[2] The complaint related to the CAW’s decision not to take to arbitration Mr. Crispo’s grievance contesting a staffing decision made by his employer, MTS Allstream Inc. (MTS).

[3] Before asking for a response to Mr. Crispo’s complaint, the Board evaluated whether Mr. Crispo’s complaint established a prima facie case that the CAW violated the Code. These reasons explain why the Board has decided to dismiss Mr. Crispo’s complaint at this juncture.

II–Facts

[4] MTS hired Mr. Crispo on or about November 1, 1999. Mr. Crispo works as a Senior Communications Technician.

[5] On April 13, 2010, Mr. Crispo filed a grievance alleging a violation of article 5.04 of the collective agreement which deals with the rebalancing of backfill positions. Mr. Crispo alleged that MTS backfilled certain positions from workgroups not targetted for reduction, rather than backfilling the vacancies from targetted workgroups.

[6] MTS declined Mr. Crispo’s grievance at Step One. Mr. Crispo then asked the CAW to move the matter to Step Two. Mr. Crispo asked the CAW’s Mr. Luc Delparte to deal with the matter within 24 hours, given MTS had responded at Step One in only one hour.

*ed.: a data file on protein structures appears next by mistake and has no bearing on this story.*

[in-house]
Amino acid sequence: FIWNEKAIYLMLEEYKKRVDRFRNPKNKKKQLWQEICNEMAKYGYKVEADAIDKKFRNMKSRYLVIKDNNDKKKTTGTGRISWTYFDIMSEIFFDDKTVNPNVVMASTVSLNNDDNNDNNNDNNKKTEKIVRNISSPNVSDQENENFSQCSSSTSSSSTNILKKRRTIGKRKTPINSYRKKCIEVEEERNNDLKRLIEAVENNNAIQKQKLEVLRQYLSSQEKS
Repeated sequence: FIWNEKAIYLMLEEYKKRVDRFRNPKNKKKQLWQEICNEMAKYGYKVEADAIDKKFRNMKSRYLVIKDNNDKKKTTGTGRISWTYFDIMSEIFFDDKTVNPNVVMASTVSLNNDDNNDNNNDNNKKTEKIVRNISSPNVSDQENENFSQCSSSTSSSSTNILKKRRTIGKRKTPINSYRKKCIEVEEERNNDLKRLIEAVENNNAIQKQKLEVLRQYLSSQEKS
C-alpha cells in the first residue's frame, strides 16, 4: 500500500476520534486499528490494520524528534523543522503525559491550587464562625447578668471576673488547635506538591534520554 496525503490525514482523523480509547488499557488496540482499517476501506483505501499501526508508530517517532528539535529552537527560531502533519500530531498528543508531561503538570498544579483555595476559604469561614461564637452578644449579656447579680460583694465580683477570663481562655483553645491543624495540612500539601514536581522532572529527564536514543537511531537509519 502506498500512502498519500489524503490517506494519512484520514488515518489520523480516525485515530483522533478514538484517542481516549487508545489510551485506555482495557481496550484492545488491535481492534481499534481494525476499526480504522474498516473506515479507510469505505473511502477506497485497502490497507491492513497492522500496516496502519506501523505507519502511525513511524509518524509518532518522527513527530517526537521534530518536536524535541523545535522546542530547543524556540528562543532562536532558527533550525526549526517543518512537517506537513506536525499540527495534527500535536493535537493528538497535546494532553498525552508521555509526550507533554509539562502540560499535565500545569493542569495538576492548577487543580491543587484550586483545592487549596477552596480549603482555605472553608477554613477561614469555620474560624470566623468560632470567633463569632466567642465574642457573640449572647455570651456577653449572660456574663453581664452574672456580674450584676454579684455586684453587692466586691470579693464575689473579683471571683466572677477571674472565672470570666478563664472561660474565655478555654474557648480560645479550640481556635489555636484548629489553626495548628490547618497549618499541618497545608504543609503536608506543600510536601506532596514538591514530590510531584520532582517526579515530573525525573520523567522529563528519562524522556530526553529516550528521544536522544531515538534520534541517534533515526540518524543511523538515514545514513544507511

[7] On April 21, 2010, Mr. Delparte advised Mr. Crispo that he had consulted the Union Executive (UE) which decided not to take Mr. Crispo’s grievance to arbitration.

[8] The UE agreed generally with Mr. Crispo’s interpretation of article 5.04 of the collective agreement, but indicated that they had reached an agreement with MTS on the specific rebalancing in question. They would accordingly not take Mr. Crispo’s grievance further.

[9] Mr. Delparte explained the CAW’s reasoning to Mr. Crispo in an April 21, 2010 email: